#tbt, Grading in the 1700s and 1800s vs Today
Tools and technology are obviously much more advanced today than they were in the 18th and 19th centuries but there are several other differences that may be surprising to learn! Tricks, strategies, designer tastes and preferences, necessities, all factors that have changed with the time.
So, what's changed?
In the 1700s and into the 1800s, much of the United States was still being settled. So settlers and pioneers were doing much of the heavy grading and civilizing the land. Much of the area they decided to settle in was chosen out of certain survival requirements (i.e., fertile land for crops, woods to hunt, water source, etc) or was chosen because of the area's frequency for visitors meaning trade is a viable living source. Often townships and cities forming around wealthy or influential residents.
There are still plenty of settlers and pioneers in today's time, but the land available for the pickin's is much slimmer today. However, choosing a home or site to build a home has a whole new, but different, set of deciding factors. Zoning and ordinance laws play a major role in deciding where and how to live while easier transportation has made deciding in a way much simpler. While much of the same "survival requirements" are still presence, they have been greatly minimized as a whole, since the local grocery store has 22 isles to buy what you had to make or grow back then.
Indoor plumbing started around 1840, and by 1940 nearly half of houses lacked water amenities (shower, bathtub, flushing toilet, etc) or even indoor hot water. So there wasn't underground plumbing the builders had to worry about when hand digging or using rudimentary tools to survey the house site.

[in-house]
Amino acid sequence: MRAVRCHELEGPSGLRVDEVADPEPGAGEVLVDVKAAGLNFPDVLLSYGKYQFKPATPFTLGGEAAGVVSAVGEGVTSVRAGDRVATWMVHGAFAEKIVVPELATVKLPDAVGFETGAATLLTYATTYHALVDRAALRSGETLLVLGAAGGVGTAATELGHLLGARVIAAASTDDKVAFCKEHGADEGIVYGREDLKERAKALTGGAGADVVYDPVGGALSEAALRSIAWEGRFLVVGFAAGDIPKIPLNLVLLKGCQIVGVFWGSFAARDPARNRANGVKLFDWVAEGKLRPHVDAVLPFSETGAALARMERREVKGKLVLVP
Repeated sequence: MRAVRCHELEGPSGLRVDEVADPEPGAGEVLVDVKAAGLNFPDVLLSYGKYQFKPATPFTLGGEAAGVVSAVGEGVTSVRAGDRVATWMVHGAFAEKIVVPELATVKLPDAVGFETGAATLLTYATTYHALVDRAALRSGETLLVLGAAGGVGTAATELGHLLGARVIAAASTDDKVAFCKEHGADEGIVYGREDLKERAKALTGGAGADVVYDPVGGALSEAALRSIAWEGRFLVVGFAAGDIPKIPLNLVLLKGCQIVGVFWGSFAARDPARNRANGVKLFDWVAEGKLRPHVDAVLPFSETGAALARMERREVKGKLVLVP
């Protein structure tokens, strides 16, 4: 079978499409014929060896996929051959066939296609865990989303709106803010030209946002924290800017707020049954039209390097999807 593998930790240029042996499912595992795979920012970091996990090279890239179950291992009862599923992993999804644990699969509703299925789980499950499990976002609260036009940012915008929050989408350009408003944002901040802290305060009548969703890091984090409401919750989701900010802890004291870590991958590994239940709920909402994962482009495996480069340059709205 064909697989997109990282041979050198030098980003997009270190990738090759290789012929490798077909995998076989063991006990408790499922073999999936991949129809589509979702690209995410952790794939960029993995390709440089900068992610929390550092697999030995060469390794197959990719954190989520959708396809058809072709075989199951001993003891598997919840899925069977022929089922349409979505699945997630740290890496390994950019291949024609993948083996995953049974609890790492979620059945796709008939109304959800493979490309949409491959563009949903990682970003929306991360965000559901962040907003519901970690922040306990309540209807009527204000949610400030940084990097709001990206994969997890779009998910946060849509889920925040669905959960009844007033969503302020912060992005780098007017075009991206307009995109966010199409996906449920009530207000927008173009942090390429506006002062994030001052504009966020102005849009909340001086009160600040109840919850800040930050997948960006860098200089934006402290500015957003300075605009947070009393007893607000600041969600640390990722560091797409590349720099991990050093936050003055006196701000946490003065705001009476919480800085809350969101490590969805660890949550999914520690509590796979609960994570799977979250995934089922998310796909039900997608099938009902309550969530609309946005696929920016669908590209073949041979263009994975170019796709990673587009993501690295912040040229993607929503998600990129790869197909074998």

Not only are past septic and plumbing systems something we have to be mindful of today when starting a house build, but also where current or new systems are going to go. There is much that has to be taken into consideration during the planning phase. Underground wires, cables, are things that can cause an issue down the line if not considered during any part of the process.
It should be as no surprise that most of the tools used back in the day were very physically demanding, laborious, and time consuming. Common houses of the 1800s were made from locally sourced wood. Hand chopped, hand stripped, and with the help of just a few tools, hand constructed.
Technology has certainly evolved from the physical tools used in the past. Not only has speed and accuracy of these tools been improved, but also the safety. Building a home today, there are several codes and ordinances the home must be brought up to, protecting the builders but more importantly, protecting the homeowners.